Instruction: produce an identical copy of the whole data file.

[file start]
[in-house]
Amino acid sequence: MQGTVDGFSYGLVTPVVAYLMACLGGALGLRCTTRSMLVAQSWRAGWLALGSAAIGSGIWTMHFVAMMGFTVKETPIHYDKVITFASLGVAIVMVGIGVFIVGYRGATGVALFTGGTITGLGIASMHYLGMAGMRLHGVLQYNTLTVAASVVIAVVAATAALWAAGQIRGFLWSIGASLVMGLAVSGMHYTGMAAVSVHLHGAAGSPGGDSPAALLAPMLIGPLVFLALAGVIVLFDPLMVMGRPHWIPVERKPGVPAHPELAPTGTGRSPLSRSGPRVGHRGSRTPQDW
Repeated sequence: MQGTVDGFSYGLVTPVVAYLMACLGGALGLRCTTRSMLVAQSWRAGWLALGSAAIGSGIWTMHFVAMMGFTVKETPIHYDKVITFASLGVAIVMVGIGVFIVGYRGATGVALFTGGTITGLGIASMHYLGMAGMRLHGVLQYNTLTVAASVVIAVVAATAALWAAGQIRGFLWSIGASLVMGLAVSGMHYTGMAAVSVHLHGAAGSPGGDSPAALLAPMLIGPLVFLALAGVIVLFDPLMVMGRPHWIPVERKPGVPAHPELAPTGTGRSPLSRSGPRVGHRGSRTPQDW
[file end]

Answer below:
[in-house]
Amino acid sequence: MQGTVDGFSYGLVTPVVAYLMACLGGALGLRCTTRSMLVAQSWRAGWLALGSAAIGSGIWTMHFVAMMGFTVKETPIHYDKVITFASLGVAIVMVGIGVFIVGYRGATGVALFTGGTITGLGIASMHYLGMAGMRLHGVLQYNTLTVAASVVIAVVAATAALWAAGQIRGFLWSIGASLVMGLAVSGMHYTGMAAVSVHLHGAAGSPGGDSPAALLAPMLIGPLVFLALAGVIVLFDPLMVMGRPHWIPVERKPGVPAHPELAPTGTGRSPLSRSGPRVGHRGSRTPQDW
Repeated sequence: MQGTVDGFSYGLVTPVVAYLMACLGGALGLRCTTRSMLVAQSWRAGWLALGSAAIGSGIWTMHFVAMMGFTVKETPIHYDKVITFASLGVAIVMVGIGVFIVGYRGATGVALFTGGTITGLGIASMHYLGMAGMRLHGVLQYNTLTVAASVVIAVVAATAALWAAGQIRGFLWSIGASLVMGLAVSGMHYTGMAAVSVHLHGAAGSPGGDSPAALLAPMLIGPLVFLALAGVIVLFDPLMVMGRPHWIPVERKPGVPAHPELAPTGTGRSPLSRSGPRVGHRGSRTPQDW